Tuesday, May 27, 2014


“Fortune and glory…”

This month marks the 30th anniversary of George Lucas and Steven Spielberg’s INDIANA JONES AND THE TEMPLE OF DOOM.
After the rousing success of RAIDERS OF THE LOST ARK in 1981, which introduced the world to Lucas and Spielberg’s swashbuckling archeologist, it was decided that a second film in the series would have to go darker. And darker it went; as Indy finds himself in an adventure surrounded by child slavery, black magic, and human sacrifice. If the whimsy of RAIDERS left you feeling drunk, then TEMPLE OF DOOM was the sober-up.
Taking the tone of the series in an opposite direction also meant giving Harrison Ford’s character some new sidekicks to deal with. Where RAIDERS featured a strong heroine (Karen Allen’s Marion Ravenwood), DOOM went in the other direction and gave Indy a perpetual damsel-in-distress. Where Marion was a whiskey-guzzler with a mean right-hook, DOOM gives us a pampered vocalist who is as out-of-place in a jungle as a fish out of water. The character, Willie Scott, was brought to life by Kate Capshaw, who was in her first major film role.
TEMPLE OF DOOM is indeed a dark film, but the whimsy of RAIDERS is still present due to some thrilling set-pieces including a mine-car chase, a fight in a swanky night club, and a breathtaking, climactic showdown on a suspended bridge. The action sequences kept the dark tones at bay, and just for good measure, Indy was given a young sidekick. Jonathan Ke Quan was cast as the 11-year old Short Round; a wisecracking orphan who followed Indy wherever he went.
The approach paid off for the INDIANA JONES franchise. TEMPLE OF DOOM went on to gross over $300 million worldwide, and was the third-highest grossing film in North America that year. It was the tenth highest grossing film of all time at the time of its release. Dennis Muren and Industrial Light and Magic’s visual effects department won the Oscar for Best Visual Effects, and John Williams’ magnificent score was also nominated. Jonathan Ke Quan would go onto a memorable role in THE GOONIES (1985), and Spielberg would marry Kate Capshaw in 1991.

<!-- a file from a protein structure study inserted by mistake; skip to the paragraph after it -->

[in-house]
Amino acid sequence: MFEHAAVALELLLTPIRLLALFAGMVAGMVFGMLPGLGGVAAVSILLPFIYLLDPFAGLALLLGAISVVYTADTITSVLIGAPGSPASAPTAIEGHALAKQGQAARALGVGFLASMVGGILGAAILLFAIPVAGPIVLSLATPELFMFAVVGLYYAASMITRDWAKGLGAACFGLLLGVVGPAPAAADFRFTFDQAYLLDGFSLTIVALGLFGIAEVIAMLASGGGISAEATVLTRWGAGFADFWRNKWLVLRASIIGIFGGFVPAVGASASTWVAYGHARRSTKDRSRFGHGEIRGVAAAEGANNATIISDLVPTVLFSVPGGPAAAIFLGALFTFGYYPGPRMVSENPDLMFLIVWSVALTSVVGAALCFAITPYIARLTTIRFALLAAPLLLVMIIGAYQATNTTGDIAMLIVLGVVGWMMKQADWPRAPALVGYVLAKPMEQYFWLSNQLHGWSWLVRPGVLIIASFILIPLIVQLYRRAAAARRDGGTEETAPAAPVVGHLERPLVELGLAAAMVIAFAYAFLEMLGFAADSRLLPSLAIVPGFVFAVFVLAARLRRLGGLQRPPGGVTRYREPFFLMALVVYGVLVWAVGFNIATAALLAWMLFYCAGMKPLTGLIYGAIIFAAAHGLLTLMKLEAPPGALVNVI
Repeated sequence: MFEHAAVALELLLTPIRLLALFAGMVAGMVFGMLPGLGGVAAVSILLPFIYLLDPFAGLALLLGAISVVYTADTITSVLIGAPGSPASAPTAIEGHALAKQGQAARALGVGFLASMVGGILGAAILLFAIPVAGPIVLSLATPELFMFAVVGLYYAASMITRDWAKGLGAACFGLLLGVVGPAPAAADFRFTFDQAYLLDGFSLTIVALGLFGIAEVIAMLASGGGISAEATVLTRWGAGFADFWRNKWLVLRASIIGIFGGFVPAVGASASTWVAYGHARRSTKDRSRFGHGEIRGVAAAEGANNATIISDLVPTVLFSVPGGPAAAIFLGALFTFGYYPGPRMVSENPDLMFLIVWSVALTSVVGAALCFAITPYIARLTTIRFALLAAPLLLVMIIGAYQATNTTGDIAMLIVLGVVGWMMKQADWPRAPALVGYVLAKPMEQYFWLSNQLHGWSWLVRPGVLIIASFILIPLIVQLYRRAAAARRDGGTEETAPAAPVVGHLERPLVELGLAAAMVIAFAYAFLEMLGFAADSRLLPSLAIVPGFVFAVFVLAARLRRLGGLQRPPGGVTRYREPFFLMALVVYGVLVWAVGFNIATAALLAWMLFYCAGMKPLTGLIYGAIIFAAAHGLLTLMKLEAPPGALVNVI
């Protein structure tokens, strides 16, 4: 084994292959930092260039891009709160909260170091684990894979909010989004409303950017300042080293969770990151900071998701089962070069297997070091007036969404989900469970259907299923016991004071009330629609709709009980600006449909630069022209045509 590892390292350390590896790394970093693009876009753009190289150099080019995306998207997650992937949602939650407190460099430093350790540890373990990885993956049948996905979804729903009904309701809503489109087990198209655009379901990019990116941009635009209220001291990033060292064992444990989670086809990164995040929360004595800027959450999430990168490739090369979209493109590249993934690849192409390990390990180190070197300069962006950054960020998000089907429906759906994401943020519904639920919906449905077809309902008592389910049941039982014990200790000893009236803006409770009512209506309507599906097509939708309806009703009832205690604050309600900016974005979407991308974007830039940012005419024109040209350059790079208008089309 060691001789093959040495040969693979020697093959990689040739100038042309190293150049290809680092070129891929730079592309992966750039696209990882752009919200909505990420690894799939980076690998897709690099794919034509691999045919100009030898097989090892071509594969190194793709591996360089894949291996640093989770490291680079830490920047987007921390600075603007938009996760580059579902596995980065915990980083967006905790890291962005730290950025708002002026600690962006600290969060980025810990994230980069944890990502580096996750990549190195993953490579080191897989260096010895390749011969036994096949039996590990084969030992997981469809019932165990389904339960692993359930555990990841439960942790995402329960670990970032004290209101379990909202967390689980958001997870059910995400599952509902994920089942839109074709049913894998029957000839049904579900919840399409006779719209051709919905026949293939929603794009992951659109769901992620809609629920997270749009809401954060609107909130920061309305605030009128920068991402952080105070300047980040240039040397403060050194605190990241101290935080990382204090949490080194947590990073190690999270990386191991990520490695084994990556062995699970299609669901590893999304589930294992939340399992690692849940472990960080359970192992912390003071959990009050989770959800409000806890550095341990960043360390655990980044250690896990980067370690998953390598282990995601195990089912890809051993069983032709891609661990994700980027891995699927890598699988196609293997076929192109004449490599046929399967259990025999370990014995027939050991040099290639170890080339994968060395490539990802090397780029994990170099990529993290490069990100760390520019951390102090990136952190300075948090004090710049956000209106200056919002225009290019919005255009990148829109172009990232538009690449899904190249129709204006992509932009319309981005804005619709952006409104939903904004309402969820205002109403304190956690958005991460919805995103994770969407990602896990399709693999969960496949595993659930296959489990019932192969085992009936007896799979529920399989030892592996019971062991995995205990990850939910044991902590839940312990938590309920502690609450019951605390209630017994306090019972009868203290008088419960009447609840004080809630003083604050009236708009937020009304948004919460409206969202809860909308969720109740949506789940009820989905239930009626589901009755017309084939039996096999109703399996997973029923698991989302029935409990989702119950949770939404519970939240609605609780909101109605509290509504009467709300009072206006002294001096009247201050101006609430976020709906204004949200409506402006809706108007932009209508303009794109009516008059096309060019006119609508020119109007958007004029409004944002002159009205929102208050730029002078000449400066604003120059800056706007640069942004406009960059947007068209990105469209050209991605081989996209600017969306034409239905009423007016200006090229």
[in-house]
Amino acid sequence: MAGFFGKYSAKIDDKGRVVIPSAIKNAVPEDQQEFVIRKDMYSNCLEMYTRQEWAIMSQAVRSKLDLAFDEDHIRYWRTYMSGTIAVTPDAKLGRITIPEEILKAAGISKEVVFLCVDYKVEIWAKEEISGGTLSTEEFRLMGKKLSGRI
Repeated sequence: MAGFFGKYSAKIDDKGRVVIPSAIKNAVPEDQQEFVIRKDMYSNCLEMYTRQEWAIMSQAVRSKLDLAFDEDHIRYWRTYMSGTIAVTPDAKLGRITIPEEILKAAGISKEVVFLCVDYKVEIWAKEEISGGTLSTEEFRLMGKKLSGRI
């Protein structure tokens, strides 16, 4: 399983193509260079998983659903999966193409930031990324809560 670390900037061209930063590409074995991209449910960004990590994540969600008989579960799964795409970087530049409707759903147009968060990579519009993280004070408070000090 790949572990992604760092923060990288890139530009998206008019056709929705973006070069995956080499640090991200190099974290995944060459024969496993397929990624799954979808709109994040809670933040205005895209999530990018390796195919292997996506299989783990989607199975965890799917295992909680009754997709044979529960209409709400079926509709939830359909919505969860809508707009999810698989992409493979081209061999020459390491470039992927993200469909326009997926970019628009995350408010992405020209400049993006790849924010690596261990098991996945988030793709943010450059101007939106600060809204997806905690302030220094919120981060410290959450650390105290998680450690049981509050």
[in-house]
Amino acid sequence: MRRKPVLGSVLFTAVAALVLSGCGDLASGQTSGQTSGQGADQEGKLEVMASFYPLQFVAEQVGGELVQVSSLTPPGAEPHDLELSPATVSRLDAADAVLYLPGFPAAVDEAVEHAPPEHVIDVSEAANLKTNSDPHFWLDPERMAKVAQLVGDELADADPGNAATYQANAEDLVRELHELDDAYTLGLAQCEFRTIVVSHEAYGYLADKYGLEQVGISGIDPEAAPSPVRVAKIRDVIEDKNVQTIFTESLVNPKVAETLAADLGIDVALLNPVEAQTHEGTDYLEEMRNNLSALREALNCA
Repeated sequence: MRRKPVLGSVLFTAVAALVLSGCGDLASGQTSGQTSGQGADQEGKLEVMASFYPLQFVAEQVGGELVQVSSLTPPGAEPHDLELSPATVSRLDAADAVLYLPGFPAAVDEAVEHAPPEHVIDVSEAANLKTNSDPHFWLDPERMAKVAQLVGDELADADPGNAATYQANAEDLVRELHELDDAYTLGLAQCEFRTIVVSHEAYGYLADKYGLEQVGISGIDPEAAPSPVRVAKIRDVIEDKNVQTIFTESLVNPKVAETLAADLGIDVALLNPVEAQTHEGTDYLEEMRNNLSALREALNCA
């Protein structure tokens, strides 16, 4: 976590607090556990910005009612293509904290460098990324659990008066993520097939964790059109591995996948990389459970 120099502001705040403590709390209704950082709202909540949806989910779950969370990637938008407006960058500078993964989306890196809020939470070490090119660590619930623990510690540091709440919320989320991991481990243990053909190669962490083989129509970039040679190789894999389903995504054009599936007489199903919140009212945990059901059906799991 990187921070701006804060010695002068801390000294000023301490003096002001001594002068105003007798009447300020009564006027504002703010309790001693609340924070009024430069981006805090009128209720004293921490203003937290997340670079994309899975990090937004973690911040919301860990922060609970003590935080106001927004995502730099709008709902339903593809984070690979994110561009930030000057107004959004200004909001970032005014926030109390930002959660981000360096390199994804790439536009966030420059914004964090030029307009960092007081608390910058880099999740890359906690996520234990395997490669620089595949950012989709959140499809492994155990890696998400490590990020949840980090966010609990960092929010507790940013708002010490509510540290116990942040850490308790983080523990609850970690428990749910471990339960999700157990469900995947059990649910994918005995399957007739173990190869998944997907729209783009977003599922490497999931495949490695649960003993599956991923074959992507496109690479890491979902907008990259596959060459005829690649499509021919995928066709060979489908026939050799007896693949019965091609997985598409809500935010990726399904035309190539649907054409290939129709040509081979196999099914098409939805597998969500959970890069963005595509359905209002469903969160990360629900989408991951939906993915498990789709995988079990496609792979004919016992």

INDIANA JONES AND THE TEMPLE OF DOOM is a film that often gets a bad reaction. After all, its tone was a shock compared to RAIDERS, and its memorable scene of a heart getting ripped out of a live person’s chest caused problems with the MPAA’s Ratings Board (the film would be one of the major catalysts for the creation of the PG-13 rating). But what is often overlooked is the importance that this adventure plays in the life of Indiana Jones. Although it was the second film in the series, the adventure of DOOM actually takes place a few years before RAIDERS. And it is in this adventure where Dr. Jones makes a dramatic turn from a fortune-and-glory hunting archeologist to a man with a heart; a turn which is summed up in one iconic shot of Indy in the mines where kidnapped children are turned into slaves. 

It was an important turn for Indy the character and INDIANA JONES the franchise, for once the sobering up of DOOM was over, it would be time to get drunk on whimsy again in five years time with the arrival of the third film, THE LAST CRUSADE. TEMPLE OF DOOM set Dr. Jones on a new path, and on its own, is one hell of an adventure. 

“You call him Dr. Jones, doll!”


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